Cleaning Historic Ironwork for Repainting

Keith Blackney


  Testing for salt  
  Testing for salt contamination carried out by English Heritage on stay bars of Garrison Church, Portsmouth immediately after blast cleaning: staining on the potassium hexacyanoferrate paper indicates the presence of salts.  

Historic ironwork, including wrought iron, cast iron and steel, has almost always been coated wherever it was used externally. In addition to providing a decorative finish, the paint coating is essential to prevent corrosion.

Before carrying out major repairs to ironwork it is current usual practice to remove all corrosion products (rust) and existing coatings. This has a number of clear advantages, including facilitating repairs and removing materials which are potentially hazardous to health, while also allowing for archaeological research and revealing hidden defects.

Thorough stripping may also be required to ensure the effectiveness of the new coatings and provide the aesthetic rejuvenation which is usually desired. However, it may be unnecessary or undesirable to strip back to bare metal across the whole structure. Some corrosion products can themselves make a stable crust protecting the underlying metal. Furthermore, the paint layer itself may also contain important historical information, providing an invaluable insight into past coating technology as well as the decorative history of the metalwork itself.

The benefits of cleaning must always be weighed against the risk of accelerated decay and loss of historic material. Cleaning should not be carried out as a matter of course. In the recent restoration of Bolsover Castle, Derbyshire, for example, English Heritage discovered traces of the original painted decoration on two 17th century balcony railings. As a result it was decided to reinstate the original colour scheme and to retain as much of the existing paintwork as possible. To achieve this, the metalwork repairs targeted the areas which had corroded, avoiding collateral damage to adjacent areas of sound historic paintwork.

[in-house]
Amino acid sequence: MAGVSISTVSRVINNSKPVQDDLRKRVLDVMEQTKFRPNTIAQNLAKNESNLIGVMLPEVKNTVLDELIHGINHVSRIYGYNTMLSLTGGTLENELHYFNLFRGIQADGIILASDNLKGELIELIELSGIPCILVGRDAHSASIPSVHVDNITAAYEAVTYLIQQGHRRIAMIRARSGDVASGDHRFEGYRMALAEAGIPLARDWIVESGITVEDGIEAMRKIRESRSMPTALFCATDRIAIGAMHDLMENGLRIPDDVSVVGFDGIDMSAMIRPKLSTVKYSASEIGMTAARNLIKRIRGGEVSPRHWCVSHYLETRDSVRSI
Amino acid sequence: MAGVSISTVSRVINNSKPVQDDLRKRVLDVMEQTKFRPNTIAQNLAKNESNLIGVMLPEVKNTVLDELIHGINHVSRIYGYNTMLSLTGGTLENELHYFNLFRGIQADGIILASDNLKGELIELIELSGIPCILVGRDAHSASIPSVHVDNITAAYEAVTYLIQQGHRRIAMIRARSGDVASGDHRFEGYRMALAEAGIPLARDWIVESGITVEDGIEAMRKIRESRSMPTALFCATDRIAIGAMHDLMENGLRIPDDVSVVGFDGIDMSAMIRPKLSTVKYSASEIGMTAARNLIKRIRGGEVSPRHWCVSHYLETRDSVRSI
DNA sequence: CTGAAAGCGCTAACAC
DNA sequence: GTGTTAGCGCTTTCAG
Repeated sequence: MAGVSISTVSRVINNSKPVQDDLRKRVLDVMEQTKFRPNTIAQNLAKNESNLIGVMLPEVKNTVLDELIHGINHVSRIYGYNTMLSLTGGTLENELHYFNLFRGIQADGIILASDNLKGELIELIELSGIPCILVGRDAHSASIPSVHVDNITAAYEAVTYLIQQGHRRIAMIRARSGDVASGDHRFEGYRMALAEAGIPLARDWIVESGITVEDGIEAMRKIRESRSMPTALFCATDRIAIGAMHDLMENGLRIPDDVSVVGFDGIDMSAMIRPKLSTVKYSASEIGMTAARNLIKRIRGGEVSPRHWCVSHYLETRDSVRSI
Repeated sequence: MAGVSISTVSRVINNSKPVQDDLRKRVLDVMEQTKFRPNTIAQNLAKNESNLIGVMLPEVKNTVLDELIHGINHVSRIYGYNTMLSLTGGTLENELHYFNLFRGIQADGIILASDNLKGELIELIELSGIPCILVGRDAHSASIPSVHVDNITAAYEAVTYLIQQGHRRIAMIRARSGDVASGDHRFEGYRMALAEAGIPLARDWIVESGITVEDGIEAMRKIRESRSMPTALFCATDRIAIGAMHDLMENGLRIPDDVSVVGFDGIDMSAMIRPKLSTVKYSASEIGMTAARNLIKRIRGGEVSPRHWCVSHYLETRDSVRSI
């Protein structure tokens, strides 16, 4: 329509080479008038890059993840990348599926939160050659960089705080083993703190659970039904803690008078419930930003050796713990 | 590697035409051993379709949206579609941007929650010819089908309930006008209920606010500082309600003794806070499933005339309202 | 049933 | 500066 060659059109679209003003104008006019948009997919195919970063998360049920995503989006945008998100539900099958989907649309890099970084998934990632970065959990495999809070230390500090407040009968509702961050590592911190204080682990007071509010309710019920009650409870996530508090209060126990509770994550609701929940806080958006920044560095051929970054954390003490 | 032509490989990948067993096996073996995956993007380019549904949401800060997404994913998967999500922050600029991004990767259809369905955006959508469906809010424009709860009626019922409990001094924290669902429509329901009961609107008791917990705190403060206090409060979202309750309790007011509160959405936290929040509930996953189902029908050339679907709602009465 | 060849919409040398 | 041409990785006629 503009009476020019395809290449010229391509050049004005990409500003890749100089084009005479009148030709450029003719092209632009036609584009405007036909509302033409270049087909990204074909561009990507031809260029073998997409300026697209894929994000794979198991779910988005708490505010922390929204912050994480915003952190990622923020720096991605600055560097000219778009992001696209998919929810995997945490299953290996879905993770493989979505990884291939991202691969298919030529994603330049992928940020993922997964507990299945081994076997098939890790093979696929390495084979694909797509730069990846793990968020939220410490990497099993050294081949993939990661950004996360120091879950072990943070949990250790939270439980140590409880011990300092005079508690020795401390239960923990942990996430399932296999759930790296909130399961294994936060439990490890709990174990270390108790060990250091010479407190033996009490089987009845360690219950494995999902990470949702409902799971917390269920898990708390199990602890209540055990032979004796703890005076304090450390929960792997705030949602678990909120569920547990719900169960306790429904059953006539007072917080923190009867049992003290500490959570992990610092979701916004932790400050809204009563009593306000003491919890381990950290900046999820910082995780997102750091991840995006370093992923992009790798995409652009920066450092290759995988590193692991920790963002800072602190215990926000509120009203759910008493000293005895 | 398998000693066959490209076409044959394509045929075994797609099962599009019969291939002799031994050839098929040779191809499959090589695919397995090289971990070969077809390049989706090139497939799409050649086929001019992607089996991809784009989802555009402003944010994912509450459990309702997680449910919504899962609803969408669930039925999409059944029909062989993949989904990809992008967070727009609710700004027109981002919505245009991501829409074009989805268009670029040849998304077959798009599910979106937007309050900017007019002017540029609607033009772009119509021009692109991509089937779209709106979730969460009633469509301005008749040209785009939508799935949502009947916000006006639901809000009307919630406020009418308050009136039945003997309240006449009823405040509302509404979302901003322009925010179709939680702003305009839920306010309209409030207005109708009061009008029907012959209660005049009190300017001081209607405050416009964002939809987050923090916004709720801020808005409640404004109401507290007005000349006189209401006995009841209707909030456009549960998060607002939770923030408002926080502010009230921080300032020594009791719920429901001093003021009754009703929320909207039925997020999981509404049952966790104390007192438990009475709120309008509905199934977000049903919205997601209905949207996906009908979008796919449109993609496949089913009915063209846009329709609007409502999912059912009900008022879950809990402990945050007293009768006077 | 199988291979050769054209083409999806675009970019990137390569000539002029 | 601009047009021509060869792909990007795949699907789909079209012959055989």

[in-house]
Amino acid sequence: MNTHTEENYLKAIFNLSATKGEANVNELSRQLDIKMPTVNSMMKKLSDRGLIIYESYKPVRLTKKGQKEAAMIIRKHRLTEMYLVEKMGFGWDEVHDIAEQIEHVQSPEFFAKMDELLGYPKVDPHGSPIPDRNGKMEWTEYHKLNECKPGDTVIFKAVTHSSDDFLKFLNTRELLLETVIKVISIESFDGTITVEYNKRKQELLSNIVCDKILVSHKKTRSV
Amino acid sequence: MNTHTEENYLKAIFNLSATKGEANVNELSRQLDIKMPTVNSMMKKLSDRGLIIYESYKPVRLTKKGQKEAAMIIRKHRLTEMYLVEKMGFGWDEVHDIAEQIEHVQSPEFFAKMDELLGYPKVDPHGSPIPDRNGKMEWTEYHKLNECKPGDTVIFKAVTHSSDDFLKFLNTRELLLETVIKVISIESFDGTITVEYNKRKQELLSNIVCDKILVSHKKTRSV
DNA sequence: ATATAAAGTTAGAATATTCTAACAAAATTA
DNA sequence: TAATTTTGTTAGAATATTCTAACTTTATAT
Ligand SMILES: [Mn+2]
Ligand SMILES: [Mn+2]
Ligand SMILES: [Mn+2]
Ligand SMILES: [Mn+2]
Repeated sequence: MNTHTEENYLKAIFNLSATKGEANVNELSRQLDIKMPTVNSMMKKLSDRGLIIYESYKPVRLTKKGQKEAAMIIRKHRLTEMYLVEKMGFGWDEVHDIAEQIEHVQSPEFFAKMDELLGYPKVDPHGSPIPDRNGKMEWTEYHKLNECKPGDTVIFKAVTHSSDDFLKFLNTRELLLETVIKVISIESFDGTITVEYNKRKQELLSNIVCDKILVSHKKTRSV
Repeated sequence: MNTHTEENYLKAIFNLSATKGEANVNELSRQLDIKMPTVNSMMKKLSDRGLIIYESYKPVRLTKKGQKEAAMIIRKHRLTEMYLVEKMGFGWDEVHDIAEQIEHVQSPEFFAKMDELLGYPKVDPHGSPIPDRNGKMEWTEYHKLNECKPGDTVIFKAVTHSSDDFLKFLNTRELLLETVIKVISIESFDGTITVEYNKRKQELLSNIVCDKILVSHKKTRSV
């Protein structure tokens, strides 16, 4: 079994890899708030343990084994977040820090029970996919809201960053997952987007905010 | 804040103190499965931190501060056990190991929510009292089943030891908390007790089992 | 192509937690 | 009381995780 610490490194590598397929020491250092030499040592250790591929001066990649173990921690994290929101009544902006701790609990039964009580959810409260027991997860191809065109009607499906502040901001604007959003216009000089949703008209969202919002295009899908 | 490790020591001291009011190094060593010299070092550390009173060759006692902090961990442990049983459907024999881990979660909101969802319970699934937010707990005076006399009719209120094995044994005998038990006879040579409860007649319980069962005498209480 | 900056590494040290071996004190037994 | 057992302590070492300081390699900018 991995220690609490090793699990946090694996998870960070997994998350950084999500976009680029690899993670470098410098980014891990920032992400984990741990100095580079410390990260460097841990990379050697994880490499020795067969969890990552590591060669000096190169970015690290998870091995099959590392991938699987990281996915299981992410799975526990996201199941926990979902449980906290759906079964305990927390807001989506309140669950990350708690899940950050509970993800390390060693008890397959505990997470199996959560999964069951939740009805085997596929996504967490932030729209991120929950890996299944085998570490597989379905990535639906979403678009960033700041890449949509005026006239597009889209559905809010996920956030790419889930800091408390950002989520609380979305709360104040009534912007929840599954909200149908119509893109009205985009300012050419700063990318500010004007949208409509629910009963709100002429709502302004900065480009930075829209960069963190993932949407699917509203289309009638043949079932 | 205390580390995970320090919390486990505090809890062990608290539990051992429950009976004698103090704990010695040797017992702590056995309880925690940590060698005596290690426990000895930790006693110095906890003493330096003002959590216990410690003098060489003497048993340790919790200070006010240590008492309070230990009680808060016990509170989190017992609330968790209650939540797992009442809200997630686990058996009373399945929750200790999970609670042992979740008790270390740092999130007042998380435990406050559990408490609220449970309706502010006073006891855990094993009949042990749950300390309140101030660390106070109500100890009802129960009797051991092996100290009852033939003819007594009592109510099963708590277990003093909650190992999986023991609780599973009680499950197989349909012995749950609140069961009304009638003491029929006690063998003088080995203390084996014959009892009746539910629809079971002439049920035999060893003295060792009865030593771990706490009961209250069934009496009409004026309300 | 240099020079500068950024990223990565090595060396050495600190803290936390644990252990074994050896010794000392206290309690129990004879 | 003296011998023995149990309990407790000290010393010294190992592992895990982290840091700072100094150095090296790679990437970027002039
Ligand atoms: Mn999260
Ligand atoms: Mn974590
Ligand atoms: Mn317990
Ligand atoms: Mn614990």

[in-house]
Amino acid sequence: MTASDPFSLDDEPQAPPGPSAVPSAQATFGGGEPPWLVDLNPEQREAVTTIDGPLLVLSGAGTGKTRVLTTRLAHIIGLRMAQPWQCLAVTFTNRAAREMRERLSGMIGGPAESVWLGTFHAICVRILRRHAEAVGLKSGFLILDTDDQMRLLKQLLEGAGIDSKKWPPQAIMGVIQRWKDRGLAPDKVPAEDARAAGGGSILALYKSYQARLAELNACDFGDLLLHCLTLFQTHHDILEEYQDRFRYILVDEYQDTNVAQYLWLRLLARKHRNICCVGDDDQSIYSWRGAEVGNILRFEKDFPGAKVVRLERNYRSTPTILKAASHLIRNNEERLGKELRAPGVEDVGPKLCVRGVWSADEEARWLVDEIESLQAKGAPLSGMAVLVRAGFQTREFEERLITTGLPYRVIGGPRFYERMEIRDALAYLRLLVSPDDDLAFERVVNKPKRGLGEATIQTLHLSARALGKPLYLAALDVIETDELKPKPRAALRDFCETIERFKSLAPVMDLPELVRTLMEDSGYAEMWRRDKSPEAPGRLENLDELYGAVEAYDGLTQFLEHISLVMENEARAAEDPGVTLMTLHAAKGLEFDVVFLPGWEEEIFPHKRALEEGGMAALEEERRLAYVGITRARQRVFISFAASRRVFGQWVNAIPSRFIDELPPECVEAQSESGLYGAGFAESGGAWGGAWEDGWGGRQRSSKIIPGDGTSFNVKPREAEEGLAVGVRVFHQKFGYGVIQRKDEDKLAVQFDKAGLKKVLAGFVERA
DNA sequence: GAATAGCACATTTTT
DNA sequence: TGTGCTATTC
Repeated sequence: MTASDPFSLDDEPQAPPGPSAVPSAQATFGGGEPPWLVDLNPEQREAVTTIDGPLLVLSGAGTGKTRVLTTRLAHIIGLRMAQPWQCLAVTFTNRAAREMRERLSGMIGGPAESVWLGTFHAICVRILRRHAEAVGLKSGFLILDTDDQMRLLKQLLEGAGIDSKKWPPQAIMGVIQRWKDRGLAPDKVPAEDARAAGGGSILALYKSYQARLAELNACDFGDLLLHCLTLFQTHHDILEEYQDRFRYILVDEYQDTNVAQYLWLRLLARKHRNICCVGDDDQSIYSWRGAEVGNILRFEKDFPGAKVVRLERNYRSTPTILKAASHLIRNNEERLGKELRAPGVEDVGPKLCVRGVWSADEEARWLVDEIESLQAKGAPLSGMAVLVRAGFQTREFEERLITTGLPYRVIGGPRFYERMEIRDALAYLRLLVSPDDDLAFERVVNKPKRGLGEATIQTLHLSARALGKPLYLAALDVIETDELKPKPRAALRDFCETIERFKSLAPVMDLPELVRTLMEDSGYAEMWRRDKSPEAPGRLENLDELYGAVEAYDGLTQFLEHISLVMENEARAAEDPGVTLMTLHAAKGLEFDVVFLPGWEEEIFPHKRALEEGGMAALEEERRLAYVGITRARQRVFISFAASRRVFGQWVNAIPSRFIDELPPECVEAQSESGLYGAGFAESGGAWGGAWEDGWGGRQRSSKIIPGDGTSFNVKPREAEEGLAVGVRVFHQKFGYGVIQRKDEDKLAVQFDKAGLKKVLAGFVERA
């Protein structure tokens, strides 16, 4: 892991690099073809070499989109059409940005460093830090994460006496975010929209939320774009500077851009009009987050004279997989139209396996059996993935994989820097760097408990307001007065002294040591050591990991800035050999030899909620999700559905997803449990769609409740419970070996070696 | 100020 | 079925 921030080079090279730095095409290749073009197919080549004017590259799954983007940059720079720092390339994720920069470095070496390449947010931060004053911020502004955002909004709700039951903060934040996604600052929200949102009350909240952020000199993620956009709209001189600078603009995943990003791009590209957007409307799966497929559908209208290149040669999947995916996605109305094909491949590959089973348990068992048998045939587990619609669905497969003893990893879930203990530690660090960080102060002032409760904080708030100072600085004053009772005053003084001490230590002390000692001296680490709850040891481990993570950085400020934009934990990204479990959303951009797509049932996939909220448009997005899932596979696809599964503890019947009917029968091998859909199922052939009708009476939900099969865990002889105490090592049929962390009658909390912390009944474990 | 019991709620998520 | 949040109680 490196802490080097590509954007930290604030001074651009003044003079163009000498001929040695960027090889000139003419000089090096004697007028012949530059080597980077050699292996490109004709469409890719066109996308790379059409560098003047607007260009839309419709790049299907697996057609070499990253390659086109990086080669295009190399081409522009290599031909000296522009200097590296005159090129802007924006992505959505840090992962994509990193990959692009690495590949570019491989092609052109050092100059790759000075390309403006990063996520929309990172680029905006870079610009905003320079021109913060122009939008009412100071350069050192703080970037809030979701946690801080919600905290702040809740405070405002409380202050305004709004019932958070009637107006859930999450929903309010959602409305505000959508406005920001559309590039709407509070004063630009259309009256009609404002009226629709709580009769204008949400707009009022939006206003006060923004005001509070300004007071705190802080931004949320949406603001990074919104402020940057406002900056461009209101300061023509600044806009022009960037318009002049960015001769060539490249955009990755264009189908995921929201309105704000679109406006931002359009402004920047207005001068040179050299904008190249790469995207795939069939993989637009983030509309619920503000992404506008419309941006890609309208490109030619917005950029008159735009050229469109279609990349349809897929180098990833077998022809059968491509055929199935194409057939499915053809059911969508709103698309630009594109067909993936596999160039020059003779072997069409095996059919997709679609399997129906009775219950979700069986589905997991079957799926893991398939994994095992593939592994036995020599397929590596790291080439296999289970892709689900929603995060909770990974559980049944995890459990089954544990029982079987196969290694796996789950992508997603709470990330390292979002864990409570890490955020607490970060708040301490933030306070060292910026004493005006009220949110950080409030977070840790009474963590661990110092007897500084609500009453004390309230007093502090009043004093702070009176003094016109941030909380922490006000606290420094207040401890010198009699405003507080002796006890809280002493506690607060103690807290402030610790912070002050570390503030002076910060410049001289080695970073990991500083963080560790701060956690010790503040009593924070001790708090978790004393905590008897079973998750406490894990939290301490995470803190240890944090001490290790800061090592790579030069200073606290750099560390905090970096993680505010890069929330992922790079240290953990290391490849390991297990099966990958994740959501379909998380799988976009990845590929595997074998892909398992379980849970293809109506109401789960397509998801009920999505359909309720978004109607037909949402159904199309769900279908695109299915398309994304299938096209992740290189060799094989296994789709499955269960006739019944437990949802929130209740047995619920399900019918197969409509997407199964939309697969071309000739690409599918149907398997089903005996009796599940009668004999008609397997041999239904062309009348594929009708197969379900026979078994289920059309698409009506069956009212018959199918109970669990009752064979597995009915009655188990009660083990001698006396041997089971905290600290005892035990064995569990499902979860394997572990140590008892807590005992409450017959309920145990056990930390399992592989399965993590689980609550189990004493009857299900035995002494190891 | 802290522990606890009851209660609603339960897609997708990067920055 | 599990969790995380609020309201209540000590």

If stripping important metalwork of its historic coating cannot be avoided, a specialist should be brought in to take samples first, so that all the historical and archaeological information can be salvaged and recorded before it is lost forever.


Severe corrosion on historic ironwork is typically localised around difficult-to-paint areas which are liable to retain moisture. Adjacent plain bars will frequently remain in perfect condition beneath a lifetime’s accumulation of paints. A range of targeted cleaning methods may provide the best way to prevent further deterioration, while avoiding unnecessary disturbance of sound paintwork and historic surface finishes. Aesthetic considerations aside, it may only be necessary to remove loose paint and corrosion in addition to any grease and dirt which will compromise the all-important adhesion and unbroken coverage of the new coating.

Appropriate surface preparation is the key to new coatings reaching their full service potential. The main methods of removing corrosion and old coatings include: hand and power tool cleaning using scrapers, wire brushes and chipping tools such as needle guns; chemical stripping; flame cleaning; air abrasive methods commonly described as shot blasting and grit blasting; high pressure water blasting. All these methods can damage ironwork and their success depends on the skill, experience and judgement of those carrying out the processes.


Cleaning by hand and with the aid of power tools is labour intensive and so is generally only carried out commercially as a pre-treatment to reduce the overall work cost when combined with other processes, for example to remove heavy corrosion scales before air abrasive cleaning. Yet it is surprising the speed at which some existing coatings can be removed with hammers or needle guns. However, great care must be taken to avoid bruising, distorting or, in the worst case, fracturing the metal.